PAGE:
how bright is the clock? -- is this a radium dial clock or a led clock? -- My Gra-Lab timer has Very bright radium (glow in the dark) numbers and dials but is MADE for the darkroom. I also have multiple led numbers on my enlarger timer---looking around there are a lot of things that glow or light up in the darkroom but all were expressly made for the function.
* Just because your eyes are closed, doesn't mean the lights in the darkroom are off. *
* When the film you put in the camera is worth more than the camera you put the film in... *
* When I started using 8x10, it amazed me how many shots were close to the car. *
Your enlarger is probably leaking 3 times as much light as the clock. I wouldn't worry about it.
You probably don't want to have your enlarger turned on when you have undeveloped film out in your darkroom .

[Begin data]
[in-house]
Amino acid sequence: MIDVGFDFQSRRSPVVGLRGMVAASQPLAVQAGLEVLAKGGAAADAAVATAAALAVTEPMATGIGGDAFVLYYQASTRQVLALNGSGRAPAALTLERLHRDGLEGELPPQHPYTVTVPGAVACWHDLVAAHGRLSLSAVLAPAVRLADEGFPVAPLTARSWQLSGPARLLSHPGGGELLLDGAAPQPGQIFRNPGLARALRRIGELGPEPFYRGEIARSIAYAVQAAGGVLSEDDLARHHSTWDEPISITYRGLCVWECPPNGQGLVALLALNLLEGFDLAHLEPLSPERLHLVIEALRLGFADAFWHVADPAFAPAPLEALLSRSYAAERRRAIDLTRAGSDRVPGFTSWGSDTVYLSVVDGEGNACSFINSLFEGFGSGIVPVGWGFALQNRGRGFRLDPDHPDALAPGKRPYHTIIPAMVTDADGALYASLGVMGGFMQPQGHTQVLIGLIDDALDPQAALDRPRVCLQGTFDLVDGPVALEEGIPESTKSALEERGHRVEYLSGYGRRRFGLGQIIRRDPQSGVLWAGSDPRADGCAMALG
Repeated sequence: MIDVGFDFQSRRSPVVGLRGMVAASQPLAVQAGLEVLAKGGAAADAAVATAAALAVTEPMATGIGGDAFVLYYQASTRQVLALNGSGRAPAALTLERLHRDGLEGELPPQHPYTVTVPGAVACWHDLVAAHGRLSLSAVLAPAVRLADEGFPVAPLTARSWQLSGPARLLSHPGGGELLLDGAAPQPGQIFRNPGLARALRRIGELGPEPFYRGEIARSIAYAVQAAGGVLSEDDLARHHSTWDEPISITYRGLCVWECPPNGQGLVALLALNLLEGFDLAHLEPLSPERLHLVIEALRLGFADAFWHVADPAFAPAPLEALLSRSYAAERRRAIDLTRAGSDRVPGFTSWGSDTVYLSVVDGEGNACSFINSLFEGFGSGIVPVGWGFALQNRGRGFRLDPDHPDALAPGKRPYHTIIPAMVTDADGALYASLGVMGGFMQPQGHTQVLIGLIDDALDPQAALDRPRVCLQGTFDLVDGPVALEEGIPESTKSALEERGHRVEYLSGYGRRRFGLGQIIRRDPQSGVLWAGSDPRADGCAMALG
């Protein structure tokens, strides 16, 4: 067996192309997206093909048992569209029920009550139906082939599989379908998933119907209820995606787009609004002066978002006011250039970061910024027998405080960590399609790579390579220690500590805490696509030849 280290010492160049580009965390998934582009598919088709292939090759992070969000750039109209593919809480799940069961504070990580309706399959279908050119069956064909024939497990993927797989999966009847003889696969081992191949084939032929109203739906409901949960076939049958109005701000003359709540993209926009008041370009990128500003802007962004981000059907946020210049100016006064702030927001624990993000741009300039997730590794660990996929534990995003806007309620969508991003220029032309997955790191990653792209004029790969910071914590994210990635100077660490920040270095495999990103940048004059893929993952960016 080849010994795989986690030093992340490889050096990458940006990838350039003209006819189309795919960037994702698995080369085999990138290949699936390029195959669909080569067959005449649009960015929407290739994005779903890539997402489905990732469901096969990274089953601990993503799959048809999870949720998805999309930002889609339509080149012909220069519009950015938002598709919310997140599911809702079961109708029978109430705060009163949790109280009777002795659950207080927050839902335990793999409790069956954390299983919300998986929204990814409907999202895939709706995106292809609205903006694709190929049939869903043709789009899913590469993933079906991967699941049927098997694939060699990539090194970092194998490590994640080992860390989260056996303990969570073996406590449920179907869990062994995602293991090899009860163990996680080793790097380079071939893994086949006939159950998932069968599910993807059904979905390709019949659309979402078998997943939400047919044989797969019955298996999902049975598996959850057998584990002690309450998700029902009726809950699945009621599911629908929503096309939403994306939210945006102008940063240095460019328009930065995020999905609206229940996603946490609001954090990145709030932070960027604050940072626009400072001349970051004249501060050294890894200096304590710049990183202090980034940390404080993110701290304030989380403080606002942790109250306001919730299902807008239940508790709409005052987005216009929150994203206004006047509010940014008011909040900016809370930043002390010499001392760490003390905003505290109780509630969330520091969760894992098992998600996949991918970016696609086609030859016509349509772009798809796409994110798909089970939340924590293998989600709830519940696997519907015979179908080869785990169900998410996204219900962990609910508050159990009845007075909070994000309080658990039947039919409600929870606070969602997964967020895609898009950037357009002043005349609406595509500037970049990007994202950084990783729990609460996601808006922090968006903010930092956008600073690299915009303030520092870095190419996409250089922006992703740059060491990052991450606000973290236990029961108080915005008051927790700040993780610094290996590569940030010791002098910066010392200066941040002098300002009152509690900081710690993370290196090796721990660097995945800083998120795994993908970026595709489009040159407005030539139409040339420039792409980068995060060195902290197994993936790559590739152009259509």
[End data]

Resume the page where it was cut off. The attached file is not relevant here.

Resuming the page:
I have friends that have towels attached to the top of their Gralab timers that they flip down in front of the timers when photo-sensitive materials are out.
Personally, I think that is most likely unnecessary. I would just position the timers so they are facing away from the materials.
As far as LEDs on equipment, I would suggest turning off or screening what you can, and testing with respect to the rest.
“Photography is a complex and fluid medium, and its many factors are not applied in simple sequence. Rather, the process may be likened to the art of the juggler in keeping many balls in the air at one time!”
Ansel Adams, from the introduction to The Negative - The New Ansel Adams Photography Series / Book 2
The human eye is far more sensitive to light than any conventional film. What appears to be bright to us is not seen by the film. When in doubt do a test.
On an APUG trip to Cornwall (about 4 years ago) I stayed in a B&B and changed sheet films (LF) in a bedroom with poor curtains and sodium street lighting. At first I thought it was dark but as my eyes adjusted i could see what I was doing !!! No problems which was rather surprising.